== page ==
The latest political crisis in the Soviet Union underlines the pitfalls of Mikhail Gorbachev's improvised revolution. This week's session of the country's parliament, the Supreme Soviet, was expected to endorse constitutional amendments that would create a new system of political leadership. Instead, it may have to spend much of its time trying to forge a compromise between Moscow and the Baltic republic of Estonia.
Estonia's defiance of Moscow - its declaration of sovereignty on Nov. 16 and its apparent refusal to back down in the face of strong criticism from Mr. Gorbachev himself - has further escalated what threatens to be one of the most serious challenges to his reform program: the upsurge of nationalism in the Baltic states of Lithuania, Latvia, and Estonia.
To some degree, the crisis may have been an accident. The constitutional amendments to which Estonia objects so strongly are intended primarily to reshape the central government. But the confrontation highlights an important problem that is unlikely to go away quickly: the fundamental contradiction between the aims of reformers in Moscow and those of Baltic activists.
Reformers in Moscow want real executive powers that will allow them to push through far- reaching economic and political changes in the shortest time possible. The Baltic republics want to loosen as much as possible the bonds that have tied them to Moscow since their annexation in 1940.
The present crisis demonstrates the limitations of one of Gorbachev's favorite and, until now, most successful tactics: the use of speed and surprise to prevent opponents of change from mobilizing to block innovations. In another effort to reduce opposition to reforms, some of his own supporters say, Gorbachev tends to rely on a small group of people to formulate his proposals. These methods have in the past led to ill-conceived and sometimes contradictory proposals. In the case of the constitutional amendments, they have contributed to a major confrontation.
Another government action probably aggravated the crisis: the limited discussion of the amendments in the news media. Despite the leadership's commitment to glasnost (openness), some key changes have received only superficial analysis in the official media. The current constitutional amendments have proved to be the most glaring example of this approach.
The fundamental aim of Gorbachev's constitutional amendments, Soviet observers say, is to create a mechanism that largely frees him from the shackles of collective leadership. This would give him more leeway to carry out his ambitious economic, political, and social changes. The mechanism Gorbachev has in mind is a presidential system that gives the president strong executive powers.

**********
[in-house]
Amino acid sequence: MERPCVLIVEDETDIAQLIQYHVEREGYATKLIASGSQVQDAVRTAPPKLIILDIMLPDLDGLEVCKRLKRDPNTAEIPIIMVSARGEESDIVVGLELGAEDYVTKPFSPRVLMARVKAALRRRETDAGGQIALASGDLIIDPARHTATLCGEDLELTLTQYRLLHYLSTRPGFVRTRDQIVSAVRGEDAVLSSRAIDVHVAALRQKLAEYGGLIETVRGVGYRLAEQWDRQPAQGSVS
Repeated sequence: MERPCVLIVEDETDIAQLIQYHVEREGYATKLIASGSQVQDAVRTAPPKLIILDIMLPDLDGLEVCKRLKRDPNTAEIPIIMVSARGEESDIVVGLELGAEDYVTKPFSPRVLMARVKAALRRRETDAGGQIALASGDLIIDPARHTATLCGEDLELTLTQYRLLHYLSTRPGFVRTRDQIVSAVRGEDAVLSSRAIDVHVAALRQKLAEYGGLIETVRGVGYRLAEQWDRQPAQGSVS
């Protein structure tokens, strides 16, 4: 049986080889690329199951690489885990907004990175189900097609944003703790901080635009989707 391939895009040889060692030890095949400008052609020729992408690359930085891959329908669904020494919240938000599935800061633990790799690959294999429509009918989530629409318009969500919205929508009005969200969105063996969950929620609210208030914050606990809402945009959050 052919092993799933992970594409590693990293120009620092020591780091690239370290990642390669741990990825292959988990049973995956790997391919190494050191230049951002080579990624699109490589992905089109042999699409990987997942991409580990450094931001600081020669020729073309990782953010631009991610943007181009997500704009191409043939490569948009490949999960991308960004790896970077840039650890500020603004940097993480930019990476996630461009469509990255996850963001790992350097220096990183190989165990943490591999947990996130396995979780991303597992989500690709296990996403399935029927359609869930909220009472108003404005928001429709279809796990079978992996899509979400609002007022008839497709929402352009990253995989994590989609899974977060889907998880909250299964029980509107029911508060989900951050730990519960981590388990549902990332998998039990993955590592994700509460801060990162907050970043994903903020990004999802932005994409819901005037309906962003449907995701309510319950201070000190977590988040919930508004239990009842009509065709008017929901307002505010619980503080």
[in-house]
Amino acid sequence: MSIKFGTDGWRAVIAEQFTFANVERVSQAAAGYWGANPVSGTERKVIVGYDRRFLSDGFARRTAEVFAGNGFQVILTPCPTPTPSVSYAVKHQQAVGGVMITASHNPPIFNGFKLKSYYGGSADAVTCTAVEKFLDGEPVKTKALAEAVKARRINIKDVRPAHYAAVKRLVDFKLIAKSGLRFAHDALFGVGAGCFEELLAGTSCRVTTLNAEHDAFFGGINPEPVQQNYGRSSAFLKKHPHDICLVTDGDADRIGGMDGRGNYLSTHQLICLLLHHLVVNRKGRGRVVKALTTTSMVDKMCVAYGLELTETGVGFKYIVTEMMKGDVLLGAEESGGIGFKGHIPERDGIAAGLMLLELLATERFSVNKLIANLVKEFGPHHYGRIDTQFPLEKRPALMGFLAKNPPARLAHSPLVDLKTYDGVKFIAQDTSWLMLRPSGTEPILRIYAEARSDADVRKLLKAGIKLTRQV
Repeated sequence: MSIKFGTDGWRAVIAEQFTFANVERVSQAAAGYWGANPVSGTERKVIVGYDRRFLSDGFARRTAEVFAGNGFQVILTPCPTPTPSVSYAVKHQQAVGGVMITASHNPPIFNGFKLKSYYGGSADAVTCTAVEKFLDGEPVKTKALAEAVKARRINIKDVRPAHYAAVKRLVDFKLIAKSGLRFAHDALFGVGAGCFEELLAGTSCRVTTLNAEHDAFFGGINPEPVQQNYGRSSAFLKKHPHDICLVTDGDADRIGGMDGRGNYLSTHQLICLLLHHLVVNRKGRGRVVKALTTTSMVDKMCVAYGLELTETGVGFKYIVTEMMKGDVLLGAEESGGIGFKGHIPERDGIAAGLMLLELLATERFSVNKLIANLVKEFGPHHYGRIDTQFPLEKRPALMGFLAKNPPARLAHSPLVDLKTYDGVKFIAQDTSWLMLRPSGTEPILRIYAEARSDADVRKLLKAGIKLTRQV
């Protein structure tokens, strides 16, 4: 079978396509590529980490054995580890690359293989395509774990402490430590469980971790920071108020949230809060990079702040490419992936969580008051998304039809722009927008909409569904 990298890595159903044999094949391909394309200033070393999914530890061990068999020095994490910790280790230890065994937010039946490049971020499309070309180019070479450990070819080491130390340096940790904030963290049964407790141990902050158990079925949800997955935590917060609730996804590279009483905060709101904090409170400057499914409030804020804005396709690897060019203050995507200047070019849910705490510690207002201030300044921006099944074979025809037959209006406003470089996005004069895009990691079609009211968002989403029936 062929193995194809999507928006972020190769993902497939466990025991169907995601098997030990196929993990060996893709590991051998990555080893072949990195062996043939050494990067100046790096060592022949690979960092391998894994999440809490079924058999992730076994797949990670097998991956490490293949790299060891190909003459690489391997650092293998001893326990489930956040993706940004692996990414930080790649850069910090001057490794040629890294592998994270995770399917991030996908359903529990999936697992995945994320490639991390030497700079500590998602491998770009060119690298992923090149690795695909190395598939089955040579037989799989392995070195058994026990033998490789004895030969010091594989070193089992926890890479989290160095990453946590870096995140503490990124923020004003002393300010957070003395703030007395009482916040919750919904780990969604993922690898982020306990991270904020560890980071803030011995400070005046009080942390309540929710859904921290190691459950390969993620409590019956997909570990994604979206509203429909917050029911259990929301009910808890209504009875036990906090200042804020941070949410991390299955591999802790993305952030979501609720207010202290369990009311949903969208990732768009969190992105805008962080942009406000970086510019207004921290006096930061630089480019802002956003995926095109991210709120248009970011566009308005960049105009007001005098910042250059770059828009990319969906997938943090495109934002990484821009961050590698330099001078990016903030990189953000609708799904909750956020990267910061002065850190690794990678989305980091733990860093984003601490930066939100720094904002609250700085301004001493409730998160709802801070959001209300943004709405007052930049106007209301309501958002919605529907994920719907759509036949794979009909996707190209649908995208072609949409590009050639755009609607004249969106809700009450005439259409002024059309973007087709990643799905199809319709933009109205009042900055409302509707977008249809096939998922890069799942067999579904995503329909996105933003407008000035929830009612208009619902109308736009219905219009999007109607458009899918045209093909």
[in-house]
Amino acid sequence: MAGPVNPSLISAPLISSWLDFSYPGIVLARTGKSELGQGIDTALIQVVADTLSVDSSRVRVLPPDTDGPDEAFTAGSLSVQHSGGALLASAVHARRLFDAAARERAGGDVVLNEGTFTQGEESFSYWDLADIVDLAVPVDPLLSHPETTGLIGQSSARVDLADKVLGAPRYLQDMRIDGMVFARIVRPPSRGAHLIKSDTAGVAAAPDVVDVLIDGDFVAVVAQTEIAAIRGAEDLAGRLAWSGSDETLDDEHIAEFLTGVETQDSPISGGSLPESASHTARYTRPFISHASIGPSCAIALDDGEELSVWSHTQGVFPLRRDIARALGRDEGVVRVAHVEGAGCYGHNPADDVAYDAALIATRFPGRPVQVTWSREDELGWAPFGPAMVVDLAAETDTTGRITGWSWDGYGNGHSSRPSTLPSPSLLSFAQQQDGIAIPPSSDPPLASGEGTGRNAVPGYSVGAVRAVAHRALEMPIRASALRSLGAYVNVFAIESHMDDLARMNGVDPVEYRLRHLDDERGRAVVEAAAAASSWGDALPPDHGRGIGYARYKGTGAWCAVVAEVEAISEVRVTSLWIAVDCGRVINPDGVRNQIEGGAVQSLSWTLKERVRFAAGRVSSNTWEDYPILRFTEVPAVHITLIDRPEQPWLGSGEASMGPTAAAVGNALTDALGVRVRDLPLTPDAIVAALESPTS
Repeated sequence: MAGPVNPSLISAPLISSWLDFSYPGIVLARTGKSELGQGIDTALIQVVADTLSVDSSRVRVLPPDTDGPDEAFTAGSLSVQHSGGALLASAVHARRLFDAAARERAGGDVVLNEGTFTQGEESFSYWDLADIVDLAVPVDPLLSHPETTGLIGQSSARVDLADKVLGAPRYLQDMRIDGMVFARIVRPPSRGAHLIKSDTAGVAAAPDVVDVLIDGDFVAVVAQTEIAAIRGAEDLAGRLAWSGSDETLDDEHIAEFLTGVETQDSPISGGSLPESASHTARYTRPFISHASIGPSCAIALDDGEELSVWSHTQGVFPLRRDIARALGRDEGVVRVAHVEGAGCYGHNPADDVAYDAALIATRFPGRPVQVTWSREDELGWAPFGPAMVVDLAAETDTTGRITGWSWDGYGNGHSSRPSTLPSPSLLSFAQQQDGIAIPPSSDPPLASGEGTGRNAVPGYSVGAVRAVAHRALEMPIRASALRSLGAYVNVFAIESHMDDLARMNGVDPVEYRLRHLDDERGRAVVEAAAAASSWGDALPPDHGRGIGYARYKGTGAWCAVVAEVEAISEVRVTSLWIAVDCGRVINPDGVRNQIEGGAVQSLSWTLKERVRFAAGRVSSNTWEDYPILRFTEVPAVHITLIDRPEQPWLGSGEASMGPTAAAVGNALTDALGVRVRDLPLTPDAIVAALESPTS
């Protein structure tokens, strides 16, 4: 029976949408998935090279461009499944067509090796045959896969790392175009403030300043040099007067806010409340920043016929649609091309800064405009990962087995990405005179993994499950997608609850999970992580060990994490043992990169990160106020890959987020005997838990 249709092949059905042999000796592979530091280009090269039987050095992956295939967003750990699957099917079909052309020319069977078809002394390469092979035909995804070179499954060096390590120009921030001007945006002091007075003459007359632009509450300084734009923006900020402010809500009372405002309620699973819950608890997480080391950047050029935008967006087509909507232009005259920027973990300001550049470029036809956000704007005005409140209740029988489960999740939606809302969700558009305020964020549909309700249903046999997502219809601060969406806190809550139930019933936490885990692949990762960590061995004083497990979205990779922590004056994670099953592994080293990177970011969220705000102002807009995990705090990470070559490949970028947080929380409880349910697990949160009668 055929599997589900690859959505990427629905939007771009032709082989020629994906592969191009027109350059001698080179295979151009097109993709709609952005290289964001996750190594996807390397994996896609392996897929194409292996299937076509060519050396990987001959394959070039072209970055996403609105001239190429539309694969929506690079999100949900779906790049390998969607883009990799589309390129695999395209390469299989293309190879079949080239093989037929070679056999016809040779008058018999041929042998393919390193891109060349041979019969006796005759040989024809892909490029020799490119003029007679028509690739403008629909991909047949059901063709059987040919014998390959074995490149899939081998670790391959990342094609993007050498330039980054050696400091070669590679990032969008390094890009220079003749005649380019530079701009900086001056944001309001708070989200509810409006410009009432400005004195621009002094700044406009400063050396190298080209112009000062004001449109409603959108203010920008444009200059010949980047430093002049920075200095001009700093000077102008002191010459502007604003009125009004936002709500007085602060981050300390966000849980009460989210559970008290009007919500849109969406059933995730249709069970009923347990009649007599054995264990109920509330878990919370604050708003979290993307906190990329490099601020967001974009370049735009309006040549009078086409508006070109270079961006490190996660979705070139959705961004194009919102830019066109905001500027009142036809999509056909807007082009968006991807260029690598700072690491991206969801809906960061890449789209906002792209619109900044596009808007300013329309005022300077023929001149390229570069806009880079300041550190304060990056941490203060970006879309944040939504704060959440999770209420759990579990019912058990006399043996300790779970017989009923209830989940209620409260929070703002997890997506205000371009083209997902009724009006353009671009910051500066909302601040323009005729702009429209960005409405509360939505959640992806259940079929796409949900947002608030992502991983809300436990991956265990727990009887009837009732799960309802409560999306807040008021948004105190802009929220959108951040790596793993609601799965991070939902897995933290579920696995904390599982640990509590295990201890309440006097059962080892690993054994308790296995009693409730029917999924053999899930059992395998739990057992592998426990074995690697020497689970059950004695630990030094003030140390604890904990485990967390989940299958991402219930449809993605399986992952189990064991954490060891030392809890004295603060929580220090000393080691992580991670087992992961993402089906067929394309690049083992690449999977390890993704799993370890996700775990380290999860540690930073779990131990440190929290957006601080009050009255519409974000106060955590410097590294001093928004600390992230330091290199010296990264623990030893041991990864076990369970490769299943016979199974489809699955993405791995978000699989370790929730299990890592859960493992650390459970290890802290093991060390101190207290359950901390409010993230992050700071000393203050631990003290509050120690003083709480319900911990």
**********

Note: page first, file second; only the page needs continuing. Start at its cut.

Independent intellectuals like Andrei Sakharov and historian Yuri Afanasyev are concerned that the proposals give a Soviet leader too much power. They see the amendments as a sign that Gorbachev is taking the path of authoritarian reform - moving the Soviet Union from an absolute monarchy to 18th-century ``enlightened despotism,'' as one intellectual says. The same powers, they warn, could be used by a successor to Gorbachev to reverse reform.
Gorbachev probably has little option other than to hang tough. His reform program is a delicate juggling act. He is constantly trying to manipulate a series of nearly irreconcilable political demands and pressures.
Radicals want reform to go deeper: They want a more profound ideological reassessment of the past. Some have privately already begun to question both the 1917 Bolshevik Revolution of and its leader, Vladimir Lenin. They are also calling for greater democratization. This includes some calls for multicandidate elections for the post of president.
Conservatives are concerned both with the legitimacy of Marxism as the state ideology and with the territorial integrity of the Soviet Union. In recent months a third political pressure has become to make itself felt: popular frustration with the failure of reform so far to produce anything in the way of tangible improvements in the quality of life. (And while Gorbachev struggles with the Baltic, he also faces an upsurge of unrest in the southern republics of Azerbaijan and Armenia, locked in a territorial dispute for most of this year. Unrest in the two republics, which last week resulted in 10 deaths, reportedly continued Monday with further mass demonstrations in Azerbaijan).
The Estonians themselves may have committed a serious tactical error. Their Nov. 16 declaration of sovereignty looks to Moscow suspiciously like an ultimatum.
Gorbachev has in the past reacted badly to ultimatums. Gorbachev may smile a lot, but he has ``iron teeth,'' former President Andrei Gromyko reportedly said in his speech nominating Gorbachev as Communist Party leader in 1985. In diplomatic confrontations with Britain (in September 1985) and the United States (in October 1986) Gorbachev has shown his iron teeth. Gorbachev and fellow reformers apparently feel that any act that is seen to be a back-down under pressure could weaken, perhaps fatally, their position.
Both sides appear to be leaving room for compromise, however.
In his comments on Estonia - made on Nov. 26 but broadcast on television Sunday night - Gorbachev was careful not to denounce the Estonian position out of hand.
And, while reaffirming their support for their republic's stand, the Estonian Popular Front has so far refrained from any calls for mass action that could further escalate tension.